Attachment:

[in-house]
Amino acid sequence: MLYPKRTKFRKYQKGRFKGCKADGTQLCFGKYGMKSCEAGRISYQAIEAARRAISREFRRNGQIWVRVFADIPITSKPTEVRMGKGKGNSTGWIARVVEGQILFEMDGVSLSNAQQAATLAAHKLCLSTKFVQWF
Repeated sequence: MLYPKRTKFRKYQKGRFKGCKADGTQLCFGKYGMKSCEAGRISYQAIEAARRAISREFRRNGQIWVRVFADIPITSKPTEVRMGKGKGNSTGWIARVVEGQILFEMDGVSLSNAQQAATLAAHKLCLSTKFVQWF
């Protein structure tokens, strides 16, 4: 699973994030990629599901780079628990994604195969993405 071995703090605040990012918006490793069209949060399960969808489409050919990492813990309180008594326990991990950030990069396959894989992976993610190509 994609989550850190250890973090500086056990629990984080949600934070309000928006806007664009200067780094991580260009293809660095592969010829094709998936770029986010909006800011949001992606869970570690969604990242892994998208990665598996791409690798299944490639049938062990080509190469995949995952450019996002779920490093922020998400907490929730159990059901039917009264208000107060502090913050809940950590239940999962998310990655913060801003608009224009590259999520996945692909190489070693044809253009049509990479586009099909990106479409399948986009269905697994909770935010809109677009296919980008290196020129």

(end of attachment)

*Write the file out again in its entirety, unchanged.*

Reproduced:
[in-house]
Amino acid sequence: MLYPKRTKFRKYQKGRFKGCKADGTQLCFGKYGMKSCEAGRISYQAIEAARRAISREFRRNGQIWVRVFADIPITSKPTEVRMGKGKGNSTGWIARVVEGQILFEMDGVSLSNAQQAATLAAHKLCLSTKFVQWF
Repeated sequence: MLYPKRTKFRKYQKGRFKGCKADGTQLCFGKYGMKSCEAGRISYQAIEAARRAISREFRRNGQIWVRVFADIPITSKPTEVRMGKGKGNSTGWIARVVEGQILFEMDGVSLSNAQQAATLAAHKLCLSTKFVQWF
């Protein structure tokens, strides 16, 4: 699973994030990629599901780079628990994604195969993405 071995703090605040990012918006490793069209949060399960969808489409050919990492813990309180008594326990991990950030990069396959894989992976993610190509 994609989550850190250890973090500086056990629990984080949600934070309000928006806007664009200067780094991580260009293809660095592969010829094709998936770029986010909006800011949001992606869970570690969604990242892994998208990665598996791409690798299944490639049938062990080509190469995949995952450019996002779920490093922020998400907490929730159990059901039917009264208000107060502090913050809940950590239940999962998310990655913060801003608009224009590259999520996945692909190489070693044809253009049509990479586009099909990106479409399948986009269905697994909770935010809109677009296919980008290196020129």